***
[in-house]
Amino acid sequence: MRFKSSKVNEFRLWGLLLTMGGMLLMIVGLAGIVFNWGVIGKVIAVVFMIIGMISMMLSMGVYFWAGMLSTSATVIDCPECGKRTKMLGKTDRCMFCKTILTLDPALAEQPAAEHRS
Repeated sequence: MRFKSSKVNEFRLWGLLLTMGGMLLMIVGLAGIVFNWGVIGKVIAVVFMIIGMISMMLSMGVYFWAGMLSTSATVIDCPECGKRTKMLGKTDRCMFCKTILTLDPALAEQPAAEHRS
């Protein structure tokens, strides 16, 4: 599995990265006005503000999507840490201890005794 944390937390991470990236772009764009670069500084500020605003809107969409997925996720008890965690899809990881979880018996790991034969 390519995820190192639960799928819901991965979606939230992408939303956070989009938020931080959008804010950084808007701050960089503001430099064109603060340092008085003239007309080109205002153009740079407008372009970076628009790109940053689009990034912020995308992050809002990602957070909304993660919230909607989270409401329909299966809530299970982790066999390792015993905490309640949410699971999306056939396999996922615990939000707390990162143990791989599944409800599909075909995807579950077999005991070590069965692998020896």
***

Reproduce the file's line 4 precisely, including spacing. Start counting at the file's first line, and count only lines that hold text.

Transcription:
């Protein structure tokens, strides 16, 4: 599995990265006005503000999507840490201890005794 944390937390991470990236772009764009670069500084500020605003809107969409997925996720008890965690899809990881979880018996790991034969 390519995820190192639960799928819901991965979606939230992408939303956070989009938020931080959008804010950084808007701050960089503001430099064109603060340092008085003239007309080109205002153009740079407008372009970076628009790109940053689009990034912020995308992050809002990602957070909304993660919230909607989270409401329909299966809530299970982790066999390792015993905490309640949410699971999306056939396999996922615990939000707390990162143990791989599944409800599909075909995807579950077999005991070590069965692998020896």